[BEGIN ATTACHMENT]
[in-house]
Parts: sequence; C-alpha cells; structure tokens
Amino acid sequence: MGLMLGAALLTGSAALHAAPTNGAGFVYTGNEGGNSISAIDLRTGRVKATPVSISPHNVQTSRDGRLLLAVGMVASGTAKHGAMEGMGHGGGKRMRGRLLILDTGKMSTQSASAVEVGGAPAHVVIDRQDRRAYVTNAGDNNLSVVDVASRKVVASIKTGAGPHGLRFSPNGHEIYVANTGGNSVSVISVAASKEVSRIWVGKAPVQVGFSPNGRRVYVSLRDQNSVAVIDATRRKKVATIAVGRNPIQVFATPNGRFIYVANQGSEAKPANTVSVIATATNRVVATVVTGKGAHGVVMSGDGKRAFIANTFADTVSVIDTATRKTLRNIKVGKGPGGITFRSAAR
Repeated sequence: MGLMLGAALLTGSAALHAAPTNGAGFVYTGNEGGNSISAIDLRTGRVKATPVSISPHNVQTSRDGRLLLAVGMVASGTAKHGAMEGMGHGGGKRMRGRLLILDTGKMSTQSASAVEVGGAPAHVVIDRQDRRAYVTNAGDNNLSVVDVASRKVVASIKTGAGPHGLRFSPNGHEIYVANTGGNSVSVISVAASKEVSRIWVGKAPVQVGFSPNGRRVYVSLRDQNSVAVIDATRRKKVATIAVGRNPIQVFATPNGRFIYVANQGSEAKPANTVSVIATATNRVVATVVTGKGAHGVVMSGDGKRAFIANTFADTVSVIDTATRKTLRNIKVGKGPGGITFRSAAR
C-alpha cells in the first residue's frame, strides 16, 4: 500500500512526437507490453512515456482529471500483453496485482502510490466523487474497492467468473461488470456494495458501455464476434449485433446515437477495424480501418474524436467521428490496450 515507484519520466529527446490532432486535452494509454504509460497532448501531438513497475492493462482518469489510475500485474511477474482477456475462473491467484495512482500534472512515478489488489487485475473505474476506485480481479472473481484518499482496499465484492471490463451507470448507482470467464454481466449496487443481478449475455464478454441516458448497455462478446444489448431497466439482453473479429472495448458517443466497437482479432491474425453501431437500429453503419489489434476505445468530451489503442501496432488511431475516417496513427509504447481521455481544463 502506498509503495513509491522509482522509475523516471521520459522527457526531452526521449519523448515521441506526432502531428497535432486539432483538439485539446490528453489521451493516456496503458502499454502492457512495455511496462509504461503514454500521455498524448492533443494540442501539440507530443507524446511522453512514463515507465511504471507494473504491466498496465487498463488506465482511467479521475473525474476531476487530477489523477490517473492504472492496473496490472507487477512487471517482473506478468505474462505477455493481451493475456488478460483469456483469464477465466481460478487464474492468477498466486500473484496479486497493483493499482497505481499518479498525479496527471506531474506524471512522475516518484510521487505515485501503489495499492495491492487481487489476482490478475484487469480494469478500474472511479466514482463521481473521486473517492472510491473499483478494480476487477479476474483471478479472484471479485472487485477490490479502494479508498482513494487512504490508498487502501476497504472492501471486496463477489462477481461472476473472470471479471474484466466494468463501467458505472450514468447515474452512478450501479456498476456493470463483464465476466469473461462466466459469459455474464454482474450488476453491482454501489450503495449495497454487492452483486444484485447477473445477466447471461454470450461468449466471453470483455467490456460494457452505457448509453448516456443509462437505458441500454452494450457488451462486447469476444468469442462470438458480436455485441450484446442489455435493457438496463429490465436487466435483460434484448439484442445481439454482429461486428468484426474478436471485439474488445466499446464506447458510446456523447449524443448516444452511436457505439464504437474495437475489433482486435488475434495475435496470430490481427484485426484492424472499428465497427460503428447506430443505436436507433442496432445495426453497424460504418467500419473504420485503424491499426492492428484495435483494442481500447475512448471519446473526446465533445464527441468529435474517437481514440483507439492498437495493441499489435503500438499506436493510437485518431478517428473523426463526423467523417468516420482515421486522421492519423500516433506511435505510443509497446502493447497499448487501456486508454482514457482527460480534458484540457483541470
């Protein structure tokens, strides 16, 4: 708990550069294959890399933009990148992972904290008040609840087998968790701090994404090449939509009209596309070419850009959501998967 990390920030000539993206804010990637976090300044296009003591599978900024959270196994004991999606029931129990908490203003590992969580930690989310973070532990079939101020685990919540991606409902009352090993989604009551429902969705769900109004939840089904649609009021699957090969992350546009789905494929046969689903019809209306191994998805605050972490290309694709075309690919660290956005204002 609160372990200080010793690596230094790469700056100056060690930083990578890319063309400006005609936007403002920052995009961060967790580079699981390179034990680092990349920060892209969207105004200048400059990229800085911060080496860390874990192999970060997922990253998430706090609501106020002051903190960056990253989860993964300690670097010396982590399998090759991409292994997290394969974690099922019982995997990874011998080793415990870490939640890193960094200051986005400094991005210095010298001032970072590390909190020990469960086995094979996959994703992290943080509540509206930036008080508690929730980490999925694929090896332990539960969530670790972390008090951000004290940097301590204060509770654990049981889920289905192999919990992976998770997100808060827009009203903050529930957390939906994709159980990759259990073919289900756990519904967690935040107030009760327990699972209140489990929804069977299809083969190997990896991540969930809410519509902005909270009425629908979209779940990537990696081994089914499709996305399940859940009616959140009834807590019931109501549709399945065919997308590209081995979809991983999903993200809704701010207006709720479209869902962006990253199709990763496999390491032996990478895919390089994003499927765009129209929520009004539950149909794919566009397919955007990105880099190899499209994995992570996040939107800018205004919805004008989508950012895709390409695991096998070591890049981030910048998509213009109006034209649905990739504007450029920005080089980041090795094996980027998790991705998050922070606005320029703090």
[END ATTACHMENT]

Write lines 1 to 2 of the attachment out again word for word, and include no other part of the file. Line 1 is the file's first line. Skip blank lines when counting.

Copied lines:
[in-house]
Parts: sequence; C-alpha cells; structure tokens